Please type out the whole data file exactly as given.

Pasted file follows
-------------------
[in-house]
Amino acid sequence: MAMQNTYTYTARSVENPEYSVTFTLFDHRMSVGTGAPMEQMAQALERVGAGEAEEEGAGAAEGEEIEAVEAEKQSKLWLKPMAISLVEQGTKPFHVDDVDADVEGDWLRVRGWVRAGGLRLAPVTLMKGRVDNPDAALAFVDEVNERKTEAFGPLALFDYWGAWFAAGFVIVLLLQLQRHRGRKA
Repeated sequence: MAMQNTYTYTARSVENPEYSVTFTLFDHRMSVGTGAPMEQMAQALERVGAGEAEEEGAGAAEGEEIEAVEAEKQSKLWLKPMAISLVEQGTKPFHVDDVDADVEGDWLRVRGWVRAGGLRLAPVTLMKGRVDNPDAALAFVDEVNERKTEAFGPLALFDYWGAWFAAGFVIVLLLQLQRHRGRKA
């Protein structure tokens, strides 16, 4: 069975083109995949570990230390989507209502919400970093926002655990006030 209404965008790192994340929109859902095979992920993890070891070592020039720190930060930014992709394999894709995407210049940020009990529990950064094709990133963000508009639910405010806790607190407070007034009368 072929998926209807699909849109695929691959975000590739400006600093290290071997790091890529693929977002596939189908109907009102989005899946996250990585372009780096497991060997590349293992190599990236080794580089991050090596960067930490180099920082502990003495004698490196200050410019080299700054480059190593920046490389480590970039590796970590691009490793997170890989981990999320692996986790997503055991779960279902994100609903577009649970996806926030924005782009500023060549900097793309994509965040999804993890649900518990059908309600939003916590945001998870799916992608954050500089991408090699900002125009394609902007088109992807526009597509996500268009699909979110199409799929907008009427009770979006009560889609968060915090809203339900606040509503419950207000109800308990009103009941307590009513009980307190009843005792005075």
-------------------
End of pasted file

[in-house]
Amino acid sequence: MAMQNTYTYTARSVENPEYSVTFTLFDHRMSVGTGAPMEQMAQALERVGAGEAEEEGAGAAEGEEIEAVEAEKQSKLWLKPMAISLVEQGTKPFHVDDVDADVEGDWLRVRGWVRAGGLRLAPVTLMKGRVDNPDAALAFVDEVNERKTEAFGPLALFDYWGAWFAAGFVIVLLLQLQRHRGRKA
Repeated sequence: MAMQNTYTYTARSVENPEYSVTFTLFDHRMSVGTGAPMEQMAQALERVGAGEAEEEGAGAAEGEEIEAVEAEKQSKLWLKPMAISLVEQGTKPFHVDDVDADVEGDWLRVRGWVRAGGLRLAPVTLMKGRVDNPDAALAFVDEVNERKTEAFGPLALFDYWGAWFAAGFVIVLLLQLQRHRGRKA
């Protein structure tokens, strides 16, 4: 069975083109995949570990230390989507209502919400970093926002655990006030 209404965008790192994340929109859902095979992920993890070891070592020039720190930060930014992709394999894709995407210049940020009990529990950064094709990133963000508009639910405010806790607190407070007034009368 072929998926209807699909849109695929691959975000590739400006600093290290071997790091890529693929977002596939189908109907009102989005899946996250990585372009780096497991060997590349293992190599990236080794580089991050090596960067930490180099920082502990003495004698490196200050410019080299700054480059190593920046490389480590970039590796970590691009490793997170890989981990999320692996986790997503055991779960279902994100609903577009649970996806926030924005782009500023060549900097793309994509965040999804993890649900518990059908309600939003916590945001998870799916992608954050500089991408090699900002125009394609902007088109992807526009597509996500268009699909979110199409799929907008009427009770979006009560889609968060915090809203339900606040509503419950207000109800308990009103009941307590009513009980307190009843005792005075």